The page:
Don’t Worry If You Need to Start Insulin

Face your fears! Get answers to your concerns and the lowdown on starting insulin to treat diabetes.

Daniela Lissandrello
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Here’s the plain truth about type 2 diabetes: It’s a progressive disease, which means that over time, your pancreas will produce less and less of its own insulin. Eventually, oral meds will likely not be enough to keep your blood sugar in check. So if your doctor has told you that insulin may be the next step, don’t panic. More important, don’t let these common concerns and outright misconceptions prevent you from embracing the therapy that can help you lead a long and active life.

Concern: “Insulin injections will hurt”
No doubt about it, vaccine shots do hurt—that’s because they’re injected deep into your arm muscle. Not so with insulin injections, which are administered just below the skin in fatty tissue with few nerve endings. Plus, “the needle tips today are very short and extremely fine,” says Beverly Adler, PhD, CDE, author of My Sweet Life: Successful Women with Diabetes. “There is no pain involved.” And she should know: With her 37-year history of type 1 diabetes, she’s given herself countless injections. If you’re still anxious, however, try one of these techniques:

  • Try using a numbing cream before injecting. A cheaper alternative? Place an ice pack directly on the site for 10 to 20 seconds prior to beginning.
  • Ask your pharmacist for saline solution, also known as sodium chloride, so you can practice giving yourself a dose without the pressure of real medicine.
  • Use an insulin pen, which doesn’t contain a syringe and can help you avoid having to watch the injection.
  • Consider an insulin pump. The device administers the hormone through a catheter, eliminating the need for injections. 

Concern: “It will make me gain weight”
It’s true—because insulin helps your body use and store glucose properly as well as metabolize fat and protein more efficiently, weight gain can result. But these strategies can help the scale hold steady:

  • Eat three meals and a few snacks a day. A balance of “healthy food and nutrition choices, along with physical activity” is the best way to keep your blood sugar steady and help you control your weight, says Dr. Adler. Skipping meals, on the other hand, slows your metabolism and stokes hunger, priming you for a binge later on.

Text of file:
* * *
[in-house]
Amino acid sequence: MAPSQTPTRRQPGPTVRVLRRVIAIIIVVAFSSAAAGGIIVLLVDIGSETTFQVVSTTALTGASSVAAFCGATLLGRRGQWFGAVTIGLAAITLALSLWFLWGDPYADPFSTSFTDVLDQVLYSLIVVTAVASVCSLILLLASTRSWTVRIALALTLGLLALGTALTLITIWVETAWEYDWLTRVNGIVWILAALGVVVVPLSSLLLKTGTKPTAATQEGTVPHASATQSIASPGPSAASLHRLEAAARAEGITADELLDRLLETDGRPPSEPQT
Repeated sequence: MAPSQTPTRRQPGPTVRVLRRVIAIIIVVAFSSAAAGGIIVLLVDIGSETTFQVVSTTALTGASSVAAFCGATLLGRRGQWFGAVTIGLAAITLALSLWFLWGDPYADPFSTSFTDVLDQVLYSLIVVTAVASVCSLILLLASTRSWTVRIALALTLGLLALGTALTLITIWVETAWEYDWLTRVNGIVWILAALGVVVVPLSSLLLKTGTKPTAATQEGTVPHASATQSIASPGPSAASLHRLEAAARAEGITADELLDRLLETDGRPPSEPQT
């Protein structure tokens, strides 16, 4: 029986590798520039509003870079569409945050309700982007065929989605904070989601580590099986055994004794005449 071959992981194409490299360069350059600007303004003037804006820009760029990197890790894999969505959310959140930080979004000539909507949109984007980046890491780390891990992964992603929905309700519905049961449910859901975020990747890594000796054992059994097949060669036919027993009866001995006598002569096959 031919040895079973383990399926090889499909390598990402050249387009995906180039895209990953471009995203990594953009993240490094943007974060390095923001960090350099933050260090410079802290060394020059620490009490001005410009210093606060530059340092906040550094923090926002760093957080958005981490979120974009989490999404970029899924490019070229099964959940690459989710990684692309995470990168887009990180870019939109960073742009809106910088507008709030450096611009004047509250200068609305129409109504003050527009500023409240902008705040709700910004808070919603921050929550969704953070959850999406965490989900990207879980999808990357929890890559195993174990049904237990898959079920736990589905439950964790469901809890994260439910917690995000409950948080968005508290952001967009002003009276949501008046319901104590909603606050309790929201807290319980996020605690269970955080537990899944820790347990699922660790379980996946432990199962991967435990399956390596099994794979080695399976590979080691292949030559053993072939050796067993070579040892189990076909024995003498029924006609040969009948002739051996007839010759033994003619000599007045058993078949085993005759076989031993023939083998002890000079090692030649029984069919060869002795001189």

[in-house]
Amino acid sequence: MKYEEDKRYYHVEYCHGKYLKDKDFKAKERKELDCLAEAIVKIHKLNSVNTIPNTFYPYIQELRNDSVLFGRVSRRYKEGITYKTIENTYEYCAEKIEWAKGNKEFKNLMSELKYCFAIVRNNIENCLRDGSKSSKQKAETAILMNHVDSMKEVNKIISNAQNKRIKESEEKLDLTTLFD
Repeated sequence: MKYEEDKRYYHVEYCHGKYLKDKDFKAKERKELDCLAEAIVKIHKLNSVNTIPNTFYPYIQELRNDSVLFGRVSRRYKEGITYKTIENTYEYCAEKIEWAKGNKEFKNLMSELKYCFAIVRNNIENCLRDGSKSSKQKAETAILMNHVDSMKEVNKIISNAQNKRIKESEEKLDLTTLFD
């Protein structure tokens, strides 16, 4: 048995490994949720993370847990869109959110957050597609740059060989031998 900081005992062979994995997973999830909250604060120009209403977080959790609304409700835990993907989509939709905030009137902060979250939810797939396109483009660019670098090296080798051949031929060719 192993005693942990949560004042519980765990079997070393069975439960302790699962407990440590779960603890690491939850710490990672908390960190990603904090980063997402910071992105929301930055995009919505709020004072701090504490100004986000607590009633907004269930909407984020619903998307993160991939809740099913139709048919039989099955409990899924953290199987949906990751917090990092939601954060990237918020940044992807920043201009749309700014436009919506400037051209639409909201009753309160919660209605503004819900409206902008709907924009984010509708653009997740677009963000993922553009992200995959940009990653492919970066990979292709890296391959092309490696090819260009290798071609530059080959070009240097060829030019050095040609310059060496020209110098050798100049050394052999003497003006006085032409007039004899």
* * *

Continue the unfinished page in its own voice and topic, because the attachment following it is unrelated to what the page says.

• Don’t make this mistake—thinking that insulin means you can eat whatever you want. Before taking insulin, you could eat more than your body required without gaining weight. That’s because you were wasting rather than storing many nutrients. Now that you’re on insulin, every calorie counts, so it’s important to eat a healthy, moderate diet. Ask your doctor or diabetes educator for guidelines. 

Concern: “I failed at controlling my diabetes”
It’s common to feel guilty, anxious, distressed and even reluctant to take insulin, a phenomenon known as “psychological insulin resistance” (PIR). Yet the fact is, it’s not your fault you need insulin. “You need to recognize what you can and can’t control,” says Dr. Adler. “You can control making healthy food choices, eating reasonable portions, exercising, losing weight, taking your medications, managing stress and visiting your doctor on a regular basis. You can’t control the beta-cell failure [the ability of your body to supply the necessary insulin].” Chances are, even if you had followed your doctor’s advice, you’d still need insulin—not because you failed, but because your pancreas failed you! 

Concern: “Uh oh, taking insulin means I’m really sick”
No, it just means your pancreas isn’t able to meet your body’s demand for insulin. Luckily, injected insulin can make up the shortfall to help keep your blood sugar in check and head off the complications of diabetes, including blindness, nerve and kidney damage, heart disease and amputation. 

Concern: “I’ll have no freedom or flexibility”
While it may seem like life will start to revolve around monitoring your glucose once you begin taking insulin, the reality is that you have options. Dr. Adler notes that “long-acting insulins used for basal dosing are ‘peakless’—they generally work for 24 hours and are taken once a day. The fast-acting insulins used for bolus dosing start within five to 15 minutes after injecting, which means that the shot is taken right before the meal.” Another option? The pump, which lets you adjust your insulin levels according to your food intake and activity. No matter which method you choose, achieving more stable blood sugar will ease your stress and help you feel more in charge of your everyday routine. 

April 2013